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Gasly takes astonishing Italian GP win, Hamilton seventh after penalty, Ferrari misery

Gasly takes astonishing Italian GP win, Hamilton seventh after penalty, Ferrari misery

F1 News

Gasly takes astonishing Italian GP win, Hamilton seventh after penalty, Ferrari misery

Gasly takes astonishing Italian GP win, Hamilton seventh after penalty, Ferrari misery

Pierre Gasly scored a thrilling maiden Formula 1 victory on a day of high drama in the Italian Grand Prix.

It was a race that saw Mercedes' Lewis Hamilton hit with a 10-second stop-go penalty while cruising to another win, Ferrari's Charles Leclerc suffer a heavy crash a year on from a famous triumph, while team-mate Sebastian Vettel and Max Verstappen in his Red Bull both retired.

For AlphaTauri, it was the team's first success since Vettel won for the team in 2008 when it was known as Toro Rosso - also on home soil at Monza - and sadly with no Italian fans able to celebrate.

Behind the Frenchman was a remarkable podium as Carlos Sainz was second for his best result in F1, with Lance Stroll third for his first top-three finish since his maiden campaign in 2017, and first since he joined Racing Point last season.

Astonishingly, it was the first time in 146 races - since Kimi Raikkonen's 2013 win with Lotus in the season-opening Australian Grand Prix - that a Mercedes, Ferrari nor Red Bull did not take the chequered flag.

With Hamilton cruising to what would have been his 90th career victory, the nature of the race altered markedly on lap 20 due to Kevin Magnussen sustaining a failure on his Haas that resulted in him pulling off the track at the entry to the pit lane.

Given the position of Magnussen's car, and the fact it could not be retrieved safely, it meant FIA race director Michael Masi was forced to deploy the safety car and close the pit lane.

Hamilton, though, pitted as both the Briton and his team missed the flashing signs at the side of the circuit through the Parabolica and the FIA notification. Alfa Romeo's Antonio Giovinazzi also pitted.

During the safety car period, the FIA soon handed Giovinazzi a 10-second stop-go penalty as his infringement was blatantly obvious giving the timing of his pit stop in relation to when the pit lane was closed. Hamilton's was less clear initially.

When the pit lane reopened, and the remainder of the field opted to change tyres - with the exception of Stroll - it shook up the order behind Hamilton.

Further drama, though, unfolded on the first lap after the safety car had peeled away, with Leclerc hurtling off at Parabolica and ploughing heavily into a tyre barrier, ultimately leading to the race being red-flagged.

Such was the severity of the crash, and the time required by the FIA and marshals to carry out barrier repairs, the cars all returned and lined up in the pit lane, and with the drivers allowed to leave their cars.

Soon after stepping out of his Mercedes, Hamilton was also given a 10-second stop-go penalty, which led to an intense debate between the Briton and his team on the pit wall.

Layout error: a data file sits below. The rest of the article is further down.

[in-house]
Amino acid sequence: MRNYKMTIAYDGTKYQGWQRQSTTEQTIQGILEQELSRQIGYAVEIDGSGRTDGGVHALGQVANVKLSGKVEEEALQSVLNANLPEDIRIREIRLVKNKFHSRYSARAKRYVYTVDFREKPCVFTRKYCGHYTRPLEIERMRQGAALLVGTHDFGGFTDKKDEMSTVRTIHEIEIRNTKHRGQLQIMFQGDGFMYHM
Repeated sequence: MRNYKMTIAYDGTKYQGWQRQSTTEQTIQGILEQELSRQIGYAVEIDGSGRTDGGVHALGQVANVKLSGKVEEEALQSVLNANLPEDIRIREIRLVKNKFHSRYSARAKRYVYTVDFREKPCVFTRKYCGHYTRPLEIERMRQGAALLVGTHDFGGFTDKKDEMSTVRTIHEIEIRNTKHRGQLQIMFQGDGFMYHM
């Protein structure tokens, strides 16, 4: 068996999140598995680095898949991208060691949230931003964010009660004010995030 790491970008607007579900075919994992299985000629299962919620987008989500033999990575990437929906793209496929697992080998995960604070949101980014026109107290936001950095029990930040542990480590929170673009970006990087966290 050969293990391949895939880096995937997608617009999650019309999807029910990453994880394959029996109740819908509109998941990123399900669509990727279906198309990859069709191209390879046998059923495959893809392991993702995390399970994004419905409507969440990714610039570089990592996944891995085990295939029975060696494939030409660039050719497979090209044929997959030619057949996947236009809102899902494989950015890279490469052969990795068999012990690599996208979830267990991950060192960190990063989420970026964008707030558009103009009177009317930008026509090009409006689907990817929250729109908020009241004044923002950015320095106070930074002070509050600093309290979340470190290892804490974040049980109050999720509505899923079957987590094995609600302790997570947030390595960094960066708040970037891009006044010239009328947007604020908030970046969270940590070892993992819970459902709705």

A clearly frustrated Hamilton opted to use the time to visit Masi, likely to understand his reasoning for the penalty, but it proved to no avail.

After a 27-minute hiatus, the drivers then lined up for a second formation lap, and with 26 laps remaining, effectively resulting in a sprint race, albeit with Hamilton and Giovinazzi needing to take penalties.

The grid was a fascinating one, though, as behind Hamilton it was Stroll, Gasly, Alfa Romeo's Kimi Raikkonen and Giovinazzi, followed by Sainz, McLaren team-mate Lando Norris and Valtteri Bottas who had struggled from the start in his Mercedes, losing four places on lap one as he dropped from second to sixth.

Although Hamilton argued beforehand as to when to take his punishment, he was told to "suck it up" by his team and simply get on with it.

It led to Hamilton taking the penalty after the first new lap, understandably dropping him to last of the 17 runners, and dropping him to 28 seconds behind Red Bull's Alex Albon in 16th.

Hamilton was soon 15th, though, as Giovinazzi pitted for his penalty, while Verstappen's run of six consecutive podiums ended with retirement.

While Hamilton made his way through the field, out front it became a battle between Gasly and Sainz for the win, with the Spaniard slowly creeping up to the rear of the AlphaTauri.

On the last lap, Sainz dumped his McLaren's battery in a bid to snatch the win, but it was to no avail as he finished just 0.415secs behind Gasly, making him the first French winner of a race since Olivier Panis in the 1996 Monaco Grand Prix.

Stroll took third ahead of Norris, with Bottas fifth, Renault's Daniel Ricciardo sixth, with Hamilton seventh, and with him taking the point for fastest lap given his remarkable charge from the rear.

It means Hamilton has at least equalled another record of Michael Schumacher as it was his 221st career points finish, while it also equals Nick Heidfeld's record of 41 consecutive classified finishes set from 2007 to 2009 while the German was with BMW Sauber.

Renault's Esteban Ocon, AlphaTauri's Daniil Kvyat and Racing Point's Sergio Perez completed the top 10.

On a dismal day for Ferrari, Vettel retired with brake failure after just six laps.

Initially informed from the pit wall he had an issue, and as television images showed a part of his car flying off along the long straight that leads into the Parabolica, a fire soon materialised with the left-rear brake.

Heading into lap six, the four-time F1 champion was forced to plough through the polystyrene blocks at the first chicane before slowly returning to the garage where he retired for the second time this season.

Before you go...

Racing Point withdraws brake duct appeal

Hamilton demands new rule after "hair-raising" practice incident

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